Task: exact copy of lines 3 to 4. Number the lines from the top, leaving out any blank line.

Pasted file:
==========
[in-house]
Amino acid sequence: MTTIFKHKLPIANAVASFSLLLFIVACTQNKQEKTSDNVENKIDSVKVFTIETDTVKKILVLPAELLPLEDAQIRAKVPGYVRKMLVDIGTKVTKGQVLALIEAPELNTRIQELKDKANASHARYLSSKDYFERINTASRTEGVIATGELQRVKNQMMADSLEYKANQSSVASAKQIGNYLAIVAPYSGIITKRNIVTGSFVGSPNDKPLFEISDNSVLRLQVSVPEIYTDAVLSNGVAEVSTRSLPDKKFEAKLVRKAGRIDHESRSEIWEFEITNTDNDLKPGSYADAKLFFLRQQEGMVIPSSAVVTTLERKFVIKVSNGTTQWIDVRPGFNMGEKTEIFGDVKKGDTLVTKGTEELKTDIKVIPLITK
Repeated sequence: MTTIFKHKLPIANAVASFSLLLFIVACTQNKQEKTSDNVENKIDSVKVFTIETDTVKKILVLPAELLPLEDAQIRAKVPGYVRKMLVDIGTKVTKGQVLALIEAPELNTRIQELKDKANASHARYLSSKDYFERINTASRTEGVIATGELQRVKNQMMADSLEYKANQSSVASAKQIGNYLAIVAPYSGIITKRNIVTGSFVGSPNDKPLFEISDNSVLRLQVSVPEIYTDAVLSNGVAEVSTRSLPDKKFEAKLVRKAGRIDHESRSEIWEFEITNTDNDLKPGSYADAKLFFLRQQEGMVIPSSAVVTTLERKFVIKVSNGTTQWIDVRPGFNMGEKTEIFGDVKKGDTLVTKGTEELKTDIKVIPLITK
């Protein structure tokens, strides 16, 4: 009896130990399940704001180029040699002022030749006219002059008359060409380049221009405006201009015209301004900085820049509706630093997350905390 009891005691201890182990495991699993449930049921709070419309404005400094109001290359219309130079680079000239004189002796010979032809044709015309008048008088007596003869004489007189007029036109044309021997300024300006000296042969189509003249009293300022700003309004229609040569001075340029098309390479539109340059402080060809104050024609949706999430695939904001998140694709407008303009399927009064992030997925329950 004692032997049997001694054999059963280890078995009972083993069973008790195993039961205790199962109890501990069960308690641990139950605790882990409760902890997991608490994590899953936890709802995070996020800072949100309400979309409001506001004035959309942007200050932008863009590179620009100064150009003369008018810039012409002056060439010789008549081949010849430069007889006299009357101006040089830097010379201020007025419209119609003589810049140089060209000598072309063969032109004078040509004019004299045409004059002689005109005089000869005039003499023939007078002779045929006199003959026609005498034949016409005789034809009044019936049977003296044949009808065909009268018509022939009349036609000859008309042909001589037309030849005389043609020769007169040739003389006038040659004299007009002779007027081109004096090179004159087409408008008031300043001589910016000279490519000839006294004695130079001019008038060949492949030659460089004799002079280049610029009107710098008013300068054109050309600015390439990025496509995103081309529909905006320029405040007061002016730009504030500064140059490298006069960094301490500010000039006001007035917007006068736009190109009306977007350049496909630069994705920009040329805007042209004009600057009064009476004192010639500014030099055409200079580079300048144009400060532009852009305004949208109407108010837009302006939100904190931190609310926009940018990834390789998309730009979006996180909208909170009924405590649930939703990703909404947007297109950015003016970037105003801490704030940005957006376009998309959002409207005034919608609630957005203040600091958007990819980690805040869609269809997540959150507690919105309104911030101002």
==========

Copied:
Repeated sequence: MTTIFKHKLPIANAVASFSLLLFIVACTQNKQEKTSDNVENKIDSVKVFTIETDTVKKILVLPAELLPLEDAQIRAKVPGYVRKMLVDIGTKVTKGQVLALIEAPELNTRIQELKDKANASHARYLSSKDYFERINTASRTEGVIATGELQRVKNQMMADSLEYKANQSSVASAKQIGNYLAIVAPYSGIITKRNIVTGSFVGSPNDKPLFEISDNSVLRLQVSVPEIYTDAVLSNGVAEVSTRSLPDKKFEAKLVRKAGRIDHESRSEIWEFEITNTDNDLKPGSYADAKLFFLRQQEGMVIPSSAVVTTLERKFVIKVSNGTTQWIDVRPGFNMGEKTEIFGDVKKGDTLVTKGTEELKTDIKVIPLITK
């Protein structure tokens, strides 16, 4: 009896130990399940704001180029040699002022030749006219002059008359060409380049221009405006201009015209301004900085820049509706630093997350905390 009891005691201890182990495991699993449930049921709070419309404005400094109001290359219309130079680079000239004189002796010979032809044709015309008048008088007596003869004489007189007029036109044309021997300024300006000296042969189509003249009293300022700003309004229609040569001075340029098309390479539109340059402080060809104050024609949706999430695939904001998140694709407008303009399927009064992030997925329950 004692032997049997001694054999059963280890078995009972083993069973008790195993039961205790199962109890501990069960308690641990139950605790882990409760902890997991608490994590899953936890709802995070996020800072949100309400979309409001506001004035959309942007200050932008863009590179620009100064150009003369008018810039012409002056060439010789008549081949010849430069007889006299009357101006040089830097010379201020007025419209119609003589810049140089060209000598072309063969032109004078040509004019004299045409004059002689005109005089000869005039003499023939007078002779045929006199003959026609005498034949016409005789034809009044019936049977003296044949009808065909009268018509022939009349036609000859008309042909001589037309030849005389043609020769007169040739003389006038040659004299007009002779007027081109004096090179004159087409408008008031300043001589910016000279490519000839006294004695130079001019008038060949492949030659460089004799002079280049610029009107710098008013300068054109050309600015390439990025496509995103081309529909905006320029405040007061002016730009504030500064140059490298006069960094301490500010000039006001007035917007006068736009190109009306977007350049496909630069994705920009040329805007042209004009600057009064009476004192010639500014030099055409200079580079300048144009400060532009852009305004949208109407108010837009302006939100904190931190609310926009940018990834390789998309730009979006996180909208909170009924405590649930939703990703909404947007297109950015003016970037105003801490704030940005957006376009998309959002409207005034919608609630957005203040600091958007990819980690805040869609269809997540959150507690919105309104911030101002």